Tuesday, September 30, 2008

A quick summary of Spycraft 2.0

I wrote up a summary for Spycraft for posting on another board and then realized I never captured it on my blog... Here's a repost.

On the far, far other end of the simplicity vs complexity scale is Spycraft 2.0. SC2 is *advanced* d20. While initially perplexing, once you finally grok it, SC2 is stunning in its integrated mastery. The fundamental goals of SC2 were deep character development, fully integrated rules (mechanics that are consistent and lend value in many rule areas), and to quantify what the GM can do.

Key Features:
SC2 is still fundamentally d20 based, but the Skill tree is radically altered, there are all new feats, all new vehicle chase rules, there are in depth player organization rules, a very unique take on Player vs GM game play, and an intensely different equipment/gear system. Basicaly, SC tried to plug every clunky hole WotC made in d20 3.5 and they did a pretty good job. It will be quite hard to adequately convey the complexity of Spycraft in a brief. I'll be as clear and simple as a I can, but you're going to have to seriously examine the rules for yourself to fully appreciate the system.

There are a bunch. Spycraft is designed to be a modern spy adventure game and as such the classes fill specific action-movie themes. Indeed, the entire frame work is often described in terms of an action movie. These classes cover the range of action heroes like Guide (Indiana Jones type) to Spook (CIA spy type) to Field Scientist (MacGuyver type). There are 10 basic classes and something like 8 Expert classes (advanced classes). The power level of these characters is much higher than equivalent level d20 Modern classes (or True20 classes). But that just means everyone is pretty good from the first session (and everyone is therefore roughly equal).

HP / Damage:
Spycraft uses the Vitality/Wound Point system very similar to the one used in Star Wars RPG. A character Vitality represents incidental damage or fatigue while Wound damage is more serious and deadly. For those unfamiliar with V/W Points, your Wound Points are typically fixed as equal to your CON score. Thus even high level character can be laid low quickly with 15 points of Wound damage.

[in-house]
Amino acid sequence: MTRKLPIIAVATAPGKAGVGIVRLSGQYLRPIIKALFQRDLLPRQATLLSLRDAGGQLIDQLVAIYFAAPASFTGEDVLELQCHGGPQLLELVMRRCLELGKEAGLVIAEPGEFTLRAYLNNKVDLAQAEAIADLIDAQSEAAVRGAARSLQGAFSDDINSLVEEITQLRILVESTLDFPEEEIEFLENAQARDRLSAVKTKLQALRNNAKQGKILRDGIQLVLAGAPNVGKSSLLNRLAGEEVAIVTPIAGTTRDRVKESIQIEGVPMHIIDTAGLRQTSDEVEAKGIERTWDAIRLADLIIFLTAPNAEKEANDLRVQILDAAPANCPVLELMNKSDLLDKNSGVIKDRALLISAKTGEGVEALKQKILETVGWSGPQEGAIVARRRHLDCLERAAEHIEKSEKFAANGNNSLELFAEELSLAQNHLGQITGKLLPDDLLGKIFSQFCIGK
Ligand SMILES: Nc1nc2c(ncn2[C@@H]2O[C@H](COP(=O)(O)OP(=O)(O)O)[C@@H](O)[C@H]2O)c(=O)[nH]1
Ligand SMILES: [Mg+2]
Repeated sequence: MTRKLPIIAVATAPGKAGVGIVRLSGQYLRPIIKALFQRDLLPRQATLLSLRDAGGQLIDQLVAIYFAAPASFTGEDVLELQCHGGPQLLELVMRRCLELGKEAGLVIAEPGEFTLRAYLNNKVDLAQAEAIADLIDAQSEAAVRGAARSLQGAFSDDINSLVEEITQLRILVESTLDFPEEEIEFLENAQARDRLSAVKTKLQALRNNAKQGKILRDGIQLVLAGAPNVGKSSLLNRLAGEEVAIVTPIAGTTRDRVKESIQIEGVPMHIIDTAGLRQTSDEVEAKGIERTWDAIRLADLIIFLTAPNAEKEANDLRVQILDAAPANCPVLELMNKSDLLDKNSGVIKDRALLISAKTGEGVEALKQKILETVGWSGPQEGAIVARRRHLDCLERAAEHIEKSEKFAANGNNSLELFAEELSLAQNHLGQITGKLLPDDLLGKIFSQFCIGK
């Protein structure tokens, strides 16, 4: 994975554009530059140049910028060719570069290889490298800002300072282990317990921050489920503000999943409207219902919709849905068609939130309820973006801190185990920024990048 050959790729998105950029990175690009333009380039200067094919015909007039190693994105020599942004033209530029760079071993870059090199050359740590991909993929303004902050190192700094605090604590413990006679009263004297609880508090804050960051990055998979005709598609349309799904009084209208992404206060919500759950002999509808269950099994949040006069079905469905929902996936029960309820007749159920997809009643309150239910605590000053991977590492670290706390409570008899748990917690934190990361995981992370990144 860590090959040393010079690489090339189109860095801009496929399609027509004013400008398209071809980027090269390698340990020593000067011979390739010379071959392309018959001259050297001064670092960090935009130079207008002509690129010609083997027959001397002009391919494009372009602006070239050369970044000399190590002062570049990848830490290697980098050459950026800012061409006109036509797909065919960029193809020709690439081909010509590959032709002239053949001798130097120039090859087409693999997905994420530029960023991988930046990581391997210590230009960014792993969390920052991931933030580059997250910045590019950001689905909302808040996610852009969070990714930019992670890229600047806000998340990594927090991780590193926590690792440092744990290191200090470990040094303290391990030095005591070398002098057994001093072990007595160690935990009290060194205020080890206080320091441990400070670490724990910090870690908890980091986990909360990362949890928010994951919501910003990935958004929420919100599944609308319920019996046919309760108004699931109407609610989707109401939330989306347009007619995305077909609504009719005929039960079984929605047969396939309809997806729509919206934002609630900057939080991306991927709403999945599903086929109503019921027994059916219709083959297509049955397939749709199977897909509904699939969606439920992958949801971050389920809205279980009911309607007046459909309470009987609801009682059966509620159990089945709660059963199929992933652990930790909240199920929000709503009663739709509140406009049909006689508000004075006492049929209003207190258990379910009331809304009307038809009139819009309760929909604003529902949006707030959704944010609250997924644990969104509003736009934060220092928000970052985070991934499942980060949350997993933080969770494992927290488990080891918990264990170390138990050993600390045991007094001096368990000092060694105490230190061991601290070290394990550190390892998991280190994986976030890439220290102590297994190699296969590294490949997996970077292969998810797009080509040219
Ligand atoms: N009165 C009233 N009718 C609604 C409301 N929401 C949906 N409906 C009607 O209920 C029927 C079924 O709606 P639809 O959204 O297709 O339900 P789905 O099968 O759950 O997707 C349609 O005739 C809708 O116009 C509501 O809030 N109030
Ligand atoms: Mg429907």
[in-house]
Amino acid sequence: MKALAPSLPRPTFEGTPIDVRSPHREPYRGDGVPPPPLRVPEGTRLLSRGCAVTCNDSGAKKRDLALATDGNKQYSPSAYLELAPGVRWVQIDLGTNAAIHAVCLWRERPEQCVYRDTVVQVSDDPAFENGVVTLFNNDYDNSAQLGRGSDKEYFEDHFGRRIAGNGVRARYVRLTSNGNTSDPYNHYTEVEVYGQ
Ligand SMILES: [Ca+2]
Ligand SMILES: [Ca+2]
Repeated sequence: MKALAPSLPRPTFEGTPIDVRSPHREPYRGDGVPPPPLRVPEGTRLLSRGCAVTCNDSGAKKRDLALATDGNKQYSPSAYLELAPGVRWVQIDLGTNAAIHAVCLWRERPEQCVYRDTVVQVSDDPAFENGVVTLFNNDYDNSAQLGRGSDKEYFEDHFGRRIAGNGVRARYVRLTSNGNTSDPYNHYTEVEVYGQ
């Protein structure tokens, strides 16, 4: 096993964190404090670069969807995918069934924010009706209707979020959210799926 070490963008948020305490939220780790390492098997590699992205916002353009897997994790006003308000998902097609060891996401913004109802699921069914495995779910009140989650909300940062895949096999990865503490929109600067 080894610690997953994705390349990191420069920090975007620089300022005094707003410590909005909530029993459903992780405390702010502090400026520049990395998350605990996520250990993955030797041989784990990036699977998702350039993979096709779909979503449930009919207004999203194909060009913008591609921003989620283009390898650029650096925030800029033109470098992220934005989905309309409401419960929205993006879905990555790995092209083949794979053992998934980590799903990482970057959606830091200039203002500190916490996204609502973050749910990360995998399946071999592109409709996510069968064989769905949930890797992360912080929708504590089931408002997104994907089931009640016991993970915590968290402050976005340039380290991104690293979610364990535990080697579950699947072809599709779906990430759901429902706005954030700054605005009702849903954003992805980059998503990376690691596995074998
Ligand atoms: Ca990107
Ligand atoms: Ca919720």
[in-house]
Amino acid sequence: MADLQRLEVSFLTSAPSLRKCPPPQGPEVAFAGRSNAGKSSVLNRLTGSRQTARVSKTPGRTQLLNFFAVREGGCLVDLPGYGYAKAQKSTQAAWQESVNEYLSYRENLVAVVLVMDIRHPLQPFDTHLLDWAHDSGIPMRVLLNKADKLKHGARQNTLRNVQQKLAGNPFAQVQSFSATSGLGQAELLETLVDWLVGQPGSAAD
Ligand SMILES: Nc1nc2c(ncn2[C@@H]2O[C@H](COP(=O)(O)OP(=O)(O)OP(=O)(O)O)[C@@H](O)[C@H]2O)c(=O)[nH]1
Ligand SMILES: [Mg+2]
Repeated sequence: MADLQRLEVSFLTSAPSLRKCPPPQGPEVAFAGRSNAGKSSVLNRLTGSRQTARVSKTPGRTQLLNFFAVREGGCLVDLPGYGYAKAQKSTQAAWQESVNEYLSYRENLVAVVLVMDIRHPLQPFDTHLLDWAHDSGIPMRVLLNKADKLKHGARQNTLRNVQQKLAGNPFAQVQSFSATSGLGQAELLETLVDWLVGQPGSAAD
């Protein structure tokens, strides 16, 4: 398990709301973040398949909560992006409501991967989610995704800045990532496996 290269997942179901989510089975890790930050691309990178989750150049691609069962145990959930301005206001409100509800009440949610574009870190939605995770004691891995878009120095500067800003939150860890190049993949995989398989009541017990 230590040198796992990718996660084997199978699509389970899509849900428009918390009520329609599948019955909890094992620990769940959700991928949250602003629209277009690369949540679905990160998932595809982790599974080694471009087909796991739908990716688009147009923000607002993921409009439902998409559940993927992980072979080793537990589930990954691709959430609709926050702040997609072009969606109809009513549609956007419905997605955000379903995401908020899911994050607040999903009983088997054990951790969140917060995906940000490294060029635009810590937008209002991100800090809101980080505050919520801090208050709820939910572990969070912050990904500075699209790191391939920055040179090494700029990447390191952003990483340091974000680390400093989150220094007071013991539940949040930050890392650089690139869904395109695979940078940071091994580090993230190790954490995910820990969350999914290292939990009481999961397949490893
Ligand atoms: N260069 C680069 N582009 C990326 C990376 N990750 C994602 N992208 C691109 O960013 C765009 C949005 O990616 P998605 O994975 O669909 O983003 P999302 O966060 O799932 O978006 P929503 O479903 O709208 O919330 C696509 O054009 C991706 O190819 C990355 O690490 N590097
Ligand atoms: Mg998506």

Hmmm... where to start? Combat is vastly expanded. There are many new actions and details about when to use actions. Initiative is overhauled and can actually be variable between combat rounds. There are no less than *40* individual combat actions from Aim to Withdraw. Combats between matched foes is always going to be an Epic battle. SC recognizes the difference between Villians and Mooks. Villians will have real combat stats including Vitality and Wounds. Mooks don't. Often mooks can be mowed down in droves. The combat mechanic for mooks is based on a damage save concept where the thug must save vs the damage dealt or just be dispatched. This is designed to simulate the way guards are just knocked out in the movies.

While there are no true spell-like powers in SC, many of the effects are still fantastic in ability. These are often explained away as super spy gear or simple class abilities. But these rarely have any limitation on use. SC does use a concept called "Action Dice" which are awarded at the beginning of every session which are usually required to activate anything really special. But more on Action Dice later as this is a key mechanic of the game.

Skills are vastly expanded and go a fair ways to filling the void left by Spells. Every skill has a family of sub-skills, where buying some points in the skill gets you some points in all the sub-skills too. But the sub-skills may use different key attributes. For example, Falsify is a skill with 3 sub-skills called Forgery, Disguise and Cover-up. Disguise and Cover-up are Wisdom based while Forgery is Int based. Overall the skill system appears to replace what would normally be combat in a Fantasy game.